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The Uncertainty of Psychological and Psychiatric Diagnoses

The Uncertainty of Psychological and Psychiatric Diagnoses Psychiatric and psychological diagnoses are imperfect. Unlike somatic medicine, most psychological and psychiatric phenomena have no gold standard to establish their presence beyond reasonable doubt. Consequently, prevalence estimates are based on the average agreement of imperfect evaluators. Küchenhoff, Augustin, and Kunz (2012) provided a statistical method for estimating confidence intervals of the prevalence based on the well-known kappa coefficient of interrater agreement. We expand this method and derive confidence intervals for the probability of a diagnosis being true (i.e., the positive predictive value). We illustrate the method and its results with empirical data for a particular type of paraphilia (pedophilia) in sexual offenders. The findings indicate that up to 1 in 3 diagnoses of pedophilia may be wrong. Given the similar rates of prevalence and interrater agreement reported for diagnoses in general psychiatry (such as schizophrenia or affective disorders), the results likely apply to other diagnostic domains as well. http://www.deepdyve.com/assets/images/DeepDyve-Logo-lg.png Psychological Assessment American Psychological Association

The Uncertainty of Psychological and Psychiatric Diagnoses

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References (28)

Publisher
American Psychological Association
Copyright
© 2017 American Psychological Association
ISSN
1040-3590
eISSN
1939-134X
DOI
10.1037/pas0000524
Publisher site
See Article on Publisher Site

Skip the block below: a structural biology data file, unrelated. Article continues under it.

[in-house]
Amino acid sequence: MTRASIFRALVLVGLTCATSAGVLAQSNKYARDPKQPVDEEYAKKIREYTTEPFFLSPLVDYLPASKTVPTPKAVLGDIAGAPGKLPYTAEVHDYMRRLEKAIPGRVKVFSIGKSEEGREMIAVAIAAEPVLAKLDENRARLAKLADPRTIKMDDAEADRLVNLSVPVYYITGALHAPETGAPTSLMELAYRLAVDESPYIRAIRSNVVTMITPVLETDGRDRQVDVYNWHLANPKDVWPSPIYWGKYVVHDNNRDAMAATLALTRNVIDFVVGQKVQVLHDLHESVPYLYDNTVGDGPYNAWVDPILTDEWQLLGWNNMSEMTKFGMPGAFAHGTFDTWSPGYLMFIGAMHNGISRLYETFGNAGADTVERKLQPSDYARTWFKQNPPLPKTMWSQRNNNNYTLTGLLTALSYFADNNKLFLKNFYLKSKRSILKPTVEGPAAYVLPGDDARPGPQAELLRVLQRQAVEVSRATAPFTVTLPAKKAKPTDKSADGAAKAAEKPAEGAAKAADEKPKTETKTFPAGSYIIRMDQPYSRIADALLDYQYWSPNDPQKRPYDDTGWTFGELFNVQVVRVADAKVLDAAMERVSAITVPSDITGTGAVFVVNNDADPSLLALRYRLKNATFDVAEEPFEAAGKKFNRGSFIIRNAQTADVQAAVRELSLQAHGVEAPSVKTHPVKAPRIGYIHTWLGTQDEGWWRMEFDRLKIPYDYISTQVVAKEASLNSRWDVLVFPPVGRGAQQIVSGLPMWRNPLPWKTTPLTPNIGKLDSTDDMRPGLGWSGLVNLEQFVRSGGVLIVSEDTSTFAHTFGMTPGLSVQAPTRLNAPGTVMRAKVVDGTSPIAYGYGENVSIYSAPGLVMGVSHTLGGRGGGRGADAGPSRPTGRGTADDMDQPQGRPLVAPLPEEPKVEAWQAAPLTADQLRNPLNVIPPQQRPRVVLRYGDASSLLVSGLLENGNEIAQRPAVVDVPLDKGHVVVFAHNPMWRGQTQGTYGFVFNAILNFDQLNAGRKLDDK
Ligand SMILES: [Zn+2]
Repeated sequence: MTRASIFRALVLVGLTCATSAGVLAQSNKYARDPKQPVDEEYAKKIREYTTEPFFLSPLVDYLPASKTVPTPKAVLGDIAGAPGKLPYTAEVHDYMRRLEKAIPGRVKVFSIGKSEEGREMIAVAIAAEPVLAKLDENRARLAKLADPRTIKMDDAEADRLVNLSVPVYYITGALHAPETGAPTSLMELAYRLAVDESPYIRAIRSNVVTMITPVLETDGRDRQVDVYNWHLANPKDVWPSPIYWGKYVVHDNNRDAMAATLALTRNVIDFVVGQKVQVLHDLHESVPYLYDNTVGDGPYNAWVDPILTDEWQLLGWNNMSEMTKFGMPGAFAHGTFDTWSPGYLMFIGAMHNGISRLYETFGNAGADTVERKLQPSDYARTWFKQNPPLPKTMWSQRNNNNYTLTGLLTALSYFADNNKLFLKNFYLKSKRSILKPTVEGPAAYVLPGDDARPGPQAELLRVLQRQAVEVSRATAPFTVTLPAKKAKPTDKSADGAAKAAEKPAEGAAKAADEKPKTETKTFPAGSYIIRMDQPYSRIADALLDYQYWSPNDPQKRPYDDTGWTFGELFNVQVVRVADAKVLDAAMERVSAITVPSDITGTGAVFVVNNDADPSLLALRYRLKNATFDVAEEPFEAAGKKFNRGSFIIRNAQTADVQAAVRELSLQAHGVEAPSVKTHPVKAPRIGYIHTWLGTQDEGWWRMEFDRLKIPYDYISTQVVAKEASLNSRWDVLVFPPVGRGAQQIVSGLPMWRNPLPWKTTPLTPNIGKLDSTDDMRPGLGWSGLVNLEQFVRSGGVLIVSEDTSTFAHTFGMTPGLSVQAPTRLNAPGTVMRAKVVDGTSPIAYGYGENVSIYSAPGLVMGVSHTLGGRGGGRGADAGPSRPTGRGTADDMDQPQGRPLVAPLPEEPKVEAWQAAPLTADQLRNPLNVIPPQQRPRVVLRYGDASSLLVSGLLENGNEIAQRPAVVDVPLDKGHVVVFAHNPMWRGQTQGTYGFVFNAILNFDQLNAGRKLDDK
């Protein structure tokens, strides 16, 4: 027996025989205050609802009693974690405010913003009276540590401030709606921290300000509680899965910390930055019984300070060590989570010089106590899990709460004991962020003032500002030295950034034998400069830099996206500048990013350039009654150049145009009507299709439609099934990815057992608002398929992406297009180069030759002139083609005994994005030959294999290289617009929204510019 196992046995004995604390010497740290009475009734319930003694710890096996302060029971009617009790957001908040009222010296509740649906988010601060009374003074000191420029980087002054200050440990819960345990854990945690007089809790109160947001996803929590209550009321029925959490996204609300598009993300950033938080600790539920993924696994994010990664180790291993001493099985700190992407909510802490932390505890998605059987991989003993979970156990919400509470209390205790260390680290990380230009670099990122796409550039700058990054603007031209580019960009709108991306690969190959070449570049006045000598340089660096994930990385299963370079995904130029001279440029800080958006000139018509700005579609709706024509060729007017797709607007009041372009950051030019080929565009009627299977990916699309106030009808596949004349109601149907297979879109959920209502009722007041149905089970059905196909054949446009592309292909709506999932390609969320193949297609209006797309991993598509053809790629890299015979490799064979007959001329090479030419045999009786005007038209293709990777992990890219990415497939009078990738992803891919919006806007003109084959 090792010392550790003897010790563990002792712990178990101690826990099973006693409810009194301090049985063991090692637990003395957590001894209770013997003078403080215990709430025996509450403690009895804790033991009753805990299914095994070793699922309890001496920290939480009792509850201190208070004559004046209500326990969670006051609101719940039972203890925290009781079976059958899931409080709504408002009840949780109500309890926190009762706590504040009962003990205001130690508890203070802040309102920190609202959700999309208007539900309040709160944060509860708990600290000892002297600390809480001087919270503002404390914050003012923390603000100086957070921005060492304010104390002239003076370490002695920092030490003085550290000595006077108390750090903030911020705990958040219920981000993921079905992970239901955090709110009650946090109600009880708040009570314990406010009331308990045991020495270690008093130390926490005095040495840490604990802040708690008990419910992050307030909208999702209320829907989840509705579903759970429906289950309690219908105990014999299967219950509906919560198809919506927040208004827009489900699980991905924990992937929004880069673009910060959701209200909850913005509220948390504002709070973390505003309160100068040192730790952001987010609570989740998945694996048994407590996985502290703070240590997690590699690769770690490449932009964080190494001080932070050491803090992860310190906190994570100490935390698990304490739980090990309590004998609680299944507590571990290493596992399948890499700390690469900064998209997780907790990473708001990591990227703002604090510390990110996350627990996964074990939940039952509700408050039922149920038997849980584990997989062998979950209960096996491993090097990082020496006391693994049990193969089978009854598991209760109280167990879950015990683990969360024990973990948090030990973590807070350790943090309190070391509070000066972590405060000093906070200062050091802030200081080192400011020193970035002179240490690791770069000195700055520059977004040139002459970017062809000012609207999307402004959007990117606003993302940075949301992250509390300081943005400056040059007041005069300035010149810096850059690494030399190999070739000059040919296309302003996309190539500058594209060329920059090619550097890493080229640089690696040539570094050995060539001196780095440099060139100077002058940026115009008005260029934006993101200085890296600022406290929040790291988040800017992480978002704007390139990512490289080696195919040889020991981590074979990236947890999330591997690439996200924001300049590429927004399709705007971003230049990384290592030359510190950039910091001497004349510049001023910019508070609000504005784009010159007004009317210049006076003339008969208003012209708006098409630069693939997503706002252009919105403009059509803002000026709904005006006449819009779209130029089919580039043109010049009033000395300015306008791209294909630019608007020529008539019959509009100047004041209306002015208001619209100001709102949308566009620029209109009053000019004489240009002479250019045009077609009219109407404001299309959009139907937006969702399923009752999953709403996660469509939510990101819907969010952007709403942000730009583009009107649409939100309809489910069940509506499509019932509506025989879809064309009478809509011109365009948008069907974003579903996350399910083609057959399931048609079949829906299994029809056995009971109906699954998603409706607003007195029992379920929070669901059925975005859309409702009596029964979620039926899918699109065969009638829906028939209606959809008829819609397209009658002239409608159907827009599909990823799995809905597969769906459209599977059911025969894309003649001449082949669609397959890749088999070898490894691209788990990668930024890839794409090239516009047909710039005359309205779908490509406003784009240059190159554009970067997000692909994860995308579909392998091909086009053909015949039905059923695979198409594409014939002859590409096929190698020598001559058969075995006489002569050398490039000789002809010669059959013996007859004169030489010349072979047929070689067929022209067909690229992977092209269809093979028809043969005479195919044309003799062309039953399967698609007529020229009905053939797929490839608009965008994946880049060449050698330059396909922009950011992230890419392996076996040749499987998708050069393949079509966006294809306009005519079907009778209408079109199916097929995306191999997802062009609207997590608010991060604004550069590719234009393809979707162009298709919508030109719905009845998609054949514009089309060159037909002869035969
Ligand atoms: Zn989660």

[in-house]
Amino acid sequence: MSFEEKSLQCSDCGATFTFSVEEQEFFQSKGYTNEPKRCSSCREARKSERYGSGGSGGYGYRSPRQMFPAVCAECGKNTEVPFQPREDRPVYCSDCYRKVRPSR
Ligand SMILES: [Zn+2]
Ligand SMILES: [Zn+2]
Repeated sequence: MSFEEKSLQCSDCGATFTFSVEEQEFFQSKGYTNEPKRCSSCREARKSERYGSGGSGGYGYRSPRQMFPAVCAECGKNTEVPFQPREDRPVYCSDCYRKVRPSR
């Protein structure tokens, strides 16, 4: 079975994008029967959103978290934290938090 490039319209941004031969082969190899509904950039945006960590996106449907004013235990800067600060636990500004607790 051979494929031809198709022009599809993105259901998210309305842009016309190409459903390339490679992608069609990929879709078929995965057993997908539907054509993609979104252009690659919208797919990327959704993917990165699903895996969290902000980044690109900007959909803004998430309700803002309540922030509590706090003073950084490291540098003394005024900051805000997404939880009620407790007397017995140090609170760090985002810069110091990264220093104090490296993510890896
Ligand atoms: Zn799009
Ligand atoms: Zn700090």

Abstract

Psychiatric and psychological diagnoses are imperfect. Unlike somatic medicine, most psychological and psychiatric phenomena have no gold standard to establish their presence beyond reasonable doubt. Consequently, prevalence estimates are based on the average agreement of imperfect evaluators. Küchenhoff, Augustin, and Kunz (2012) provided a statistical method for estimating confidence intervals of the prevalence based on the well-known kappa coefficient of interrater agreement. We expand this method and derive confidence intervals for the probability of a diagnosis being true (i.e., the positive predictive value). We illustrate the method and its results with empirical data for a particular type of paraphilia (pedophilia) in sexual offenders. The findings indicate that up to 1 in 3 diagnoses of pedophilia may be wrong. Given the similar rates of prevalence and interrater agreement reported for diagnoses in general psychiatry (such as schizophrenia or affective disorders), the results likely apply to other diagnostic domains as well.

Journal

Psychological AssessmentAmerican Psychological Association

Published: Apr 19, 2018

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